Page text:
5. Oneil Cruz

The Pirates called up Cruz for three games last year, but it was enough for him to make a loud impression.

I mean loud.

Between Reynolds, the potential of Hayes improving his offense, and the massive potential of Cruz, this team has some exciting building blocks.

6. Outfielders

Not every building block is obvious. The Pirates have a lot of holes on their roster, and while they have prospects for some of those spots, they will spend the 2022 season churning through those guys to find a potential starter. The outfield has two long-term spots open. The Pirates will have Travis Swaggerty, Canaan Smith-Njigba, Matt Fraizer, Jack Suwinski, Cal Mitchell, and others competing for those spots. Ideally this group produces two starting outfielders, but the Pirates could settle for just one.

7. Second Base

Just like the outfield, I expect a prospect churn at second base. The Pirates gave Rodolfo Castro, Michael Chavis, and Hoy Park extended looks in 2021. I’d expect Tucupita Marcano, Diego Castillo, Kevin Newman, and Cole Tucker getting opportunities as well this year, with any shortstop options moving over after Cruz comes up and establishes himself. All of these guys might have a limited time to win the job, before one of the top prospects in the system enters the competition.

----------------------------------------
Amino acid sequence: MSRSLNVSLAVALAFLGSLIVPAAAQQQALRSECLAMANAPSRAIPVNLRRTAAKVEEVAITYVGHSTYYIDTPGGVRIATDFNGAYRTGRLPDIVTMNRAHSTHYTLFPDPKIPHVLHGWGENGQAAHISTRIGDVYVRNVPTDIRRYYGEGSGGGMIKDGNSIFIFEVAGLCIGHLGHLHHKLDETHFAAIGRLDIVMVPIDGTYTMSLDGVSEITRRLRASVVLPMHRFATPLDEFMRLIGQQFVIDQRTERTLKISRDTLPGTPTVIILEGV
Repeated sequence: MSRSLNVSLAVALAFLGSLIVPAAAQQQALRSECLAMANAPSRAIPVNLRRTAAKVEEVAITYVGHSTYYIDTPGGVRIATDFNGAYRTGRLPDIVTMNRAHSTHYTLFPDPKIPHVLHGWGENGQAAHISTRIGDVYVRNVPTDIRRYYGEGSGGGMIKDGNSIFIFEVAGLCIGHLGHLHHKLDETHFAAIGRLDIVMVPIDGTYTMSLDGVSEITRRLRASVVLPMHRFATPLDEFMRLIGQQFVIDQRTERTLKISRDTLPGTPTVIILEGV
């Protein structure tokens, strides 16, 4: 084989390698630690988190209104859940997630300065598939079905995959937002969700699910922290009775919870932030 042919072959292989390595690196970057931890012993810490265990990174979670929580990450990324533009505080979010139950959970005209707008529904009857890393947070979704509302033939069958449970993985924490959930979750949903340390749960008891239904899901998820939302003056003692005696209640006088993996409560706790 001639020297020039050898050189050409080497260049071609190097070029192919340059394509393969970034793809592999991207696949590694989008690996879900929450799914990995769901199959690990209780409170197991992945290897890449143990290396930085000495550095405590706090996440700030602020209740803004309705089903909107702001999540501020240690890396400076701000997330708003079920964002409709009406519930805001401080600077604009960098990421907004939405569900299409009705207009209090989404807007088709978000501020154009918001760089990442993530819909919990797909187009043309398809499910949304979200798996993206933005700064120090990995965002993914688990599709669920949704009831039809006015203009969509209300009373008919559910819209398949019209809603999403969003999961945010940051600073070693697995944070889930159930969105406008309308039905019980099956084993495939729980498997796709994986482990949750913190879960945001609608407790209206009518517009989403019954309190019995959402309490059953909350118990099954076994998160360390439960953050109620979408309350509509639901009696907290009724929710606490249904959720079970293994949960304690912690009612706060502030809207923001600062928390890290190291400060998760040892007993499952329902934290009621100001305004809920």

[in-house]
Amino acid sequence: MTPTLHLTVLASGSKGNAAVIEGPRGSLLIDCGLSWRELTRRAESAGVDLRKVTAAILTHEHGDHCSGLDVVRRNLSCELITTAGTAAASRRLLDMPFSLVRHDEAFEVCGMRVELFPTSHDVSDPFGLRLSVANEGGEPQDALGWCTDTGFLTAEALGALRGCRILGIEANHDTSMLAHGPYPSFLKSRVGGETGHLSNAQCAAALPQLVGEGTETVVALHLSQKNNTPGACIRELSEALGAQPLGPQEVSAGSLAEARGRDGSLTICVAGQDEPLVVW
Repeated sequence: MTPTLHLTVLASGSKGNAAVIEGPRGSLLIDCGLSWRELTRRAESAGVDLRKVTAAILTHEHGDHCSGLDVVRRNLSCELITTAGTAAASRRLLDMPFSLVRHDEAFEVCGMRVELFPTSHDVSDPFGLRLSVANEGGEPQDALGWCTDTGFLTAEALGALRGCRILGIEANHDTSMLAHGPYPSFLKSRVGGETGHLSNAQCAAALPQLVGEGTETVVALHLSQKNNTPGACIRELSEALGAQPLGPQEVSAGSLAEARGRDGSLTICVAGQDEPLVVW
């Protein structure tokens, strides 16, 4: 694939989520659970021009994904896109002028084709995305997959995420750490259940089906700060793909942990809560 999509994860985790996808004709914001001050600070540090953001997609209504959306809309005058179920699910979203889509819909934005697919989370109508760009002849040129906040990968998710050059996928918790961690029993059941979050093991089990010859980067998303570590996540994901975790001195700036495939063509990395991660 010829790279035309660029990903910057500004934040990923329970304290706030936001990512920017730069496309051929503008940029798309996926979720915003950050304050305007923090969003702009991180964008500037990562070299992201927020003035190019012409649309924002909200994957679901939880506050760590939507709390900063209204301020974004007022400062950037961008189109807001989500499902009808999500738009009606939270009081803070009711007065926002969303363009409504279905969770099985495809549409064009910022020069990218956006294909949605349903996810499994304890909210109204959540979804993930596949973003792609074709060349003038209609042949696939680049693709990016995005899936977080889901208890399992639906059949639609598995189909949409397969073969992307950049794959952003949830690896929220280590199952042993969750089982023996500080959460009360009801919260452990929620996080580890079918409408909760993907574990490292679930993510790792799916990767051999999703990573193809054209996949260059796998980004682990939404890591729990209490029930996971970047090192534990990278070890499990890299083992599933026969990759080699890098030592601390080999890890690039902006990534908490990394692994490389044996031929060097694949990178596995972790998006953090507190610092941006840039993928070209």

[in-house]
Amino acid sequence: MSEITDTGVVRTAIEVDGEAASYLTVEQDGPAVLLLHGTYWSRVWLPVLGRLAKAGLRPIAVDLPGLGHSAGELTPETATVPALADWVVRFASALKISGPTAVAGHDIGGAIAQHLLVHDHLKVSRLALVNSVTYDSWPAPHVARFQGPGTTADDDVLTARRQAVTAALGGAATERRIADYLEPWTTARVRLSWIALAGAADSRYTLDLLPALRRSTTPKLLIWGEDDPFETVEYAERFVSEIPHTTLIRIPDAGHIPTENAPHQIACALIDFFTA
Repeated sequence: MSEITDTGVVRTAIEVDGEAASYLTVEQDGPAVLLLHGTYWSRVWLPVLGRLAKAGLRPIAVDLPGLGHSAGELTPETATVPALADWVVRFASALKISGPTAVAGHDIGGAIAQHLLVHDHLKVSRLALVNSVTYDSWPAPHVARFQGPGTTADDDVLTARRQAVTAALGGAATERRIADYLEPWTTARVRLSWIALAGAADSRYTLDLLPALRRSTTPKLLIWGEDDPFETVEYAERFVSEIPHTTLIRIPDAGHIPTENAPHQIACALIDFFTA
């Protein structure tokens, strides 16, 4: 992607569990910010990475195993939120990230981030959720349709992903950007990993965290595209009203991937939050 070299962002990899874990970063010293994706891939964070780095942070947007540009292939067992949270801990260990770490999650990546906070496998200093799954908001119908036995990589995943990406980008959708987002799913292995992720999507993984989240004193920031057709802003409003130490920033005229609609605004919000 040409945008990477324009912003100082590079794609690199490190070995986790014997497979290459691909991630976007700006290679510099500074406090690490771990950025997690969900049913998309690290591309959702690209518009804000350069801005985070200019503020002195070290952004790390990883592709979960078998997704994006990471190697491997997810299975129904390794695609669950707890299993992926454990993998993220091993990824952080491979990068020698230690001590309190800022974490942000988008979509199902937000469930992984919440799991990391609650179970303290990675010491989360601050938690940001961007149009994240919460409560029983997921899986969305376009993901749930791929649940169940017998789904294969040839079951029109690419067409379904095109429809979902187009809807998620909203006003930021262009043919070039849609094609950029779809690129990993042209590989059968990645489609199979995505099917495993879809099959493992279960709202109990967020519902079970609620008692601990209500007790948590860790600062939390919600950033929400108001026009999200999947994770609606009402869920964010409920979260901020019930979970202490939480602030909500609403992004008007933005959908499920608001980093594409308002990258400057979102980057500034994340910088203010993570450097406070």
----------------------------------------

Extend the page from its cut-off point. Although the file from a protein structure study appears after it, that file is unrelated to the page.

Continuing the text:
8. Nick Gonzales

I don’t expect Gonzales in the majors this year, but this will be a big year to get a preview of what he could bring to the Pirates in the future. Gonzales should move up to Double-A, which will test his contact skills. He had some alarming secondary numbers, and splits that favored his hitting-friendly home park in 2021. That doesn’t mean he won’t have success at the next level. It just raises some concern that this isn’t a situation where he will coast into the majors with a guaranteed starting job — especially if one of the previous guys steps up as a starter. This will be a big year for Gonzales to show why he was the Pirates’ top pick in 2020. On a side note, it will also be a fun year to watch Liover Peguero, who should be playing on the same team. I also don’t think Peguero makes the majors this year, but a good season could raise some future questions about what to do with Cruz if his defense is questionable.